Have You Tried...?
Dirk and Nicole have been dealing with their neighbour's behaviour for several years, and the Lantzville City Council for over a year. These are the most frequently asked questions they recieve about the farm and their struggle, with accompanying answers.
"Can the farm be made more attractive? Put up a barrier of some kind between the properties?" This has been done; there is a large hedge and quite a few feet of room seperating Compassion Farm from the other properties. There are beautiful scarlet runners and sunflowers in evidence on much of the property, and many of the vegetables are allowed to flower and go to seed to provide for next year.
"What about building a fence?" Dirk and Nicole are too exhausted and low on funds to create any kind of fence. Also, there is already a large hedge between the properties. (See question 1) A fence would not stop the belligerent behaviour of their neighbour, nor stop the Council from proceeding with their legal action against the farm.
"Why don't Dirk and Nicole just take the T.U.P.?" The TUP application fee is over a thousand dollars with no guarantee of approval upon application, and only lasts for one year. During that year it can be amended or revoked by Council at any time. The TUP is unnecessary, council can simply give the farm an extension - that is their prerogative. The community has asked that the bylaw be rewritten to support urban farming and it is in the process of being rewritten. Residents have also asked council to pause on action against Compassion Farm until the new bylaw is created but they have chosen not too. The TUP therefore is not an acceptable long-term solution to addressing an outdated by-law or food sustainability on Vancouver Island.
"Is it true that Dirk and Nicole wont meet with Council and are being uncooperative?" No. Since the beginning of this ordeal Compassion Farm has only wanted to involve the larger Lantzville community in the issue and follow a proper process for getting an outdated by-law changed and updated. The letters in the Documentation page make this very clear. They have made presentations to Council and participated in discussions several times. However, once they were told in December 2011 to stay away from Council meetings as the message has been heard 'loud and clear', meeting with Council has been understandably difficult.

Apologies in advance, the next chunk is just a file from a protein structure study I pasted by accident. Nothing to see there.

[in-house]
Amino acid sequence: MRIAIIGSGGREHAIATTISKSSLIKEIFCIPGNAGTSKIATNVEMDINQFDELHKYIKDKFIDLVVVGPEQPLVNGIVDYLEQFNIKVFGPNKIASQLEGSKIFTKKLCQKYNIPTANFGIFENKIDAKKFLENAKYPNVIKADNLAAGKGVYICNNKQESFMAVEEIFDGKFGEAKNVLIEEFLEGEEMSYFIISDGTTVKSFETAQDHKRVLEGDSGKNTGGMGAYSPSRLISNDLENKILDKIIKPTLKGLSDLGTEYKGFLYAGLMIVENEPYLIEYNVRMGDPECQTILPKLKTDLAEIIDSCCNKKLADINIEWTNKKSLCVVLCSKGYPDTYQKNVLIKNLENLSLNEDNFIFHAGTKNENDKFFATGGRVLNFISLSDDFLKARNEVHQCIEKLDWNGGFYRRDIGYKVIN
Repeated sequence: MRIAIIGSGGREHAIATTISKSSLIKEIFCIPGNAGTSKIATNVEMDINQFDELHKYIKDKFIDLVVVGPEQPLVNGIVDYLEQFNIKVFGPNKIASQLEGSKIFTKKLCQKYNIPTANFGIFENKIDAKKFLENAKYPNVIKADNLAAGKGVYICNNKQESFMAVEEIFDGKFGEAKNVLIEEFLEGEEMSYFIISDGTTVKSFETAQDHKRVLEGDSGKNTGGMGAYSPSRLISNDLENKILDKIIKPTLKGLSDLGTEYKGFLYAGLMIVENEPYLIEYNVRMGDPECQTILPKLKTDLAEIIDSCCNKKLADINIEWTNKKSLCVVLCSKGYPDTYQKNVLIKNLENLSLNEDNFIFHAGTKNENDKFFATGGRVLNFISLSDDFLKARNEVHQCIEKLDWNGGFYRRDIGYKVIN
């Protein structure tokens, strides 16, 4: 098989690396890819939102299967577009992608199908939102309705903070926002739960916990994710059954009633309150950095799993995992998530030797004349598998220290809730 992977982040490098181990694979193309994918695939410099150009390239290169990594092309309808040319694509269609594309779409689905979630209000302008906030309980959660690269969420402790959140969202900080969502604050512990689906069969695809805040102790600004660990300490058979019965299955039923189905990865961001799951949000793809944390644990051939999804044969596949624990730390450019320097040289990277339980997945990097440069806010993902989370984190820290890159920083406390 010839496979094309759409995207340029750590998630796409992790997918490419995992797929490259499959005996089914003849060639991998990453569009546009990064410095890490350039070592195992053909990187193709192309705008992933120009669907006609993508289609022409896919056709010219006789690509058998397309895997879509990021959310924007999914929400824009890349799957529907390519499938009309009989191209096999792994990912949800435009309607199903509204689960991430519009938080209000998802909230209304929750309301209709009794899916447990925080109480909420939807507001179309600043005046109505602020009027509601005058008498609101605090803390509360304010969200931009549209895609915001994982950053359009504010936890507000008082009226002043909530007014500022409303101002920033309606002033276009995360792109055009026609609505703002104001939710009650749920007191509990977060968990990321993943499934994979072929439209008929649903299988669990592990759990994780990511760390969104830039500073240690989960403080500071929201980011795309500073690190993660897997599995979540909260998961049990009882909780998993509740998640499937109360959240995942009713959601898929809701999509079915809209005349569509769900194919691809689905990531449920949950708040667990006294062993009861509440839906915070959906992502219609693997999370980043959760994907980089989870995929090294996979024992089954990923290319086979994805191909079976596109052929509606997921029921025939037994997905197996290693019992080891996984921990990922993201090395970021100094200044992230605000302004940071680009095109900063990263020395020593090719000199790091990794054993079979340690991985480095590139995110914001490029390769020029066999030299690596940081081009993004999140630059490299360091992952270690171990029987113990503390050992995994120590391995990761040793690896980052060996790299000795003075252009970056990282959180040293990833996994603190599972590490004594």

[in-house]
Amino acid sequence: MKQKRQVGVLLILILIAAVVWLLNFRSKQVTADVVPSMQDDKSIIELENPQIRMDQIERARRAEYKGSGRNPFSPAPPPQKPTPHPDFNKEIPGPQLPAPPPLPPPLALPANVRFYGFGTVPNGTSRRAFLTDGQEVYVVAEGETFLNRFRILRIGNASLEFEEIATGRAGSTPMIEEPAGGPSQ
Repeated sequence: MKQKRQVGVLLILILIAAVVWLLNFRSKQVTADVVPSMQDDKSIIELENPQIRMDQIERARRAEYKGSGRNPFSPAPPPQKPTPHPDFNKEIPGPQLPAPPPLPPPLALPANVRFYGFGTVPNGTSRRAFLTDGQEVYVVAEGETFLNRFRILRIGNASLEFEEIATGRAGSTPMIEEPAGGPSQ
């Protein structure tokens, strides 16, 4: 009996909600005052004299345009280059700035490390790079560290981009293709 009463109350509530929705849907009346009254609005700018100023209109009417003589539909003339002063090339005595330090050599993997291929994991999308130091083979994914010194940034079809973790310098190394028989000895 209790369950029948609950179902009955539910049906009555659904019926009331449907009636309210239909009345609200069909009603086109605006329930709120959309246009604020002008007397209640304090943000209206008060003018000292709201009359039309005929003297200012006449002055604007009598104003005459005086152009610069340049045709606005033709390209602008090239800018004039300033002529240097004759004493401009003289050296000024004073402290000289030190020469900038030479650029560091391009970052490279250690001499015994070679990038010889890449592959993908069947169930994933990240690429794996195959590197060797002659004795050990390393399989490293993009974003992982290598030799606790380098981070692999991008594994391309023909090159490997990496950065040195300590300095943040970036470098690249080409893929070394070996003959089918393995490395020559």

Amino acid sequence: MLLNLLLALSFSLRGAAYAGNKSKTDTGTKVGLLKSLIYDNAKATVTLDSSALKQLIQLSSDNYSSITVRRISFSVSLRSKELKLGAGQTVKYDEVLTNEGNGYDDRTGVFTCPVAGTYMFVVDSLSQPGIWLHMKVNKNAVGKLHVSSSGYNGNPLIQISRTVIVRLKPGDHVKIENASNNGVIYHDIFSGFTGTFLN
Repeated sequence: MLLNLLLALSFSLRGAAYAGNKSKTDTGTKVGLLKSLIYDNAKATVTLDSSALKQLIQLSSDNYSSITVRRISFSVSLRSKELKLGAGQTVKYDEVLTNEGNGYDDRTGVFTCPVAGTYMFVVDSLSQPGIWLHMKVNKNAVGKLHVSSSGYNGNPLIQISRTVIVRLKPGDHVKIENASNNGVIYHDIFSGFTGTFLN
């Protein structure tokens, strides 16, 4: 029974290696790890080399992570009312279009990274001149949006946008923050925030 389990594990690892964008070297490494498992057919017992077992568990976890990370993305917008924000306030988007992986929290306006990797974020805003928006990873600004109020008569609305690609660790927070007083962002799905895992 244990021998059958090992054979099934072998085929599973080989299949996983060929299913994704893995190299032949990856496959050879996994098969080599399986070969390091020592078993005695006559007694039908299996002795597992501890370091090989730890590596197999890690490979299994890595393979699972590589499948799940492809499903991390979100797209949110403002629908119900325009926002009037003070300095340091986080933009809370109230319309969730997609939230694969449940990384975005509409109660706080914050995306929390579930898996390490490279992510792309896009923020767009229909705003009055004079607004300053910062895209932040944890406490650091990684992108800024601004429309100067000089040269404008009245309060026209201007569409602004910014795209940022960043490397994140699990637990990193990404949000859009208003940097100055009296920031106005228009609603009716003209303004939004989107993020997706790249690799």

How much water does the Farm use, and where does it come from? The water for the gardens and vegetables comes from the cisterns which are full of rainwater collected from Dirk and Nicole's roof. It is arranged in such a way that nearly all of the rainfall is diverted into the cisterns. They hold 1200 gallons each. There is also a small pond on the property which can hold roughly 12,000 gallons. The water inside the house comes from a shallow well on the property.
Where does the Farm get it's fertilizer and mulch from ? Mulch is provided by local landscaping and woodchipping companies while manure was provided by local farms, one of which is just down the road from Compassion Farm. The mulch is not from chemically treated wood and the manure was not from chemically treated animals. There is no longer manure being brought onto the property, as per an agreement between Compassion Farm and city council.
"Why doesn't Compassion Farm just give their produce away and ask for donations and then they won't be breaking the bylaw"? At the moment, Dirk and Nicole make the equivalent of $3 an hour for their labours on thier land. It is their livlihood and they have the right as much as any other person to make a living this way. Asking for donations does not ensure that they will be able to keep their bills paid.
"Couldn't they just ask to have their property re-zoned agricultural instead of residential?" Again, this is not an ideal solution to the by-law or the larger issues of sustainability or urban agriculture. Further, the District of Lantzville has not communicated with Compassion Farm with regard to applying for rezoning, applying to the ALR, or attain Farm Status. (As an aside, they have always paid full property taxes whereas attaining Farm Status would lower their taxes considerably). Finally, if Compassion Farm was rezoned agricultural, it would likely make things worse for their neighbour as on agriculturally zoned land the farm would be allowed to have large machinery and other 'annoyances'.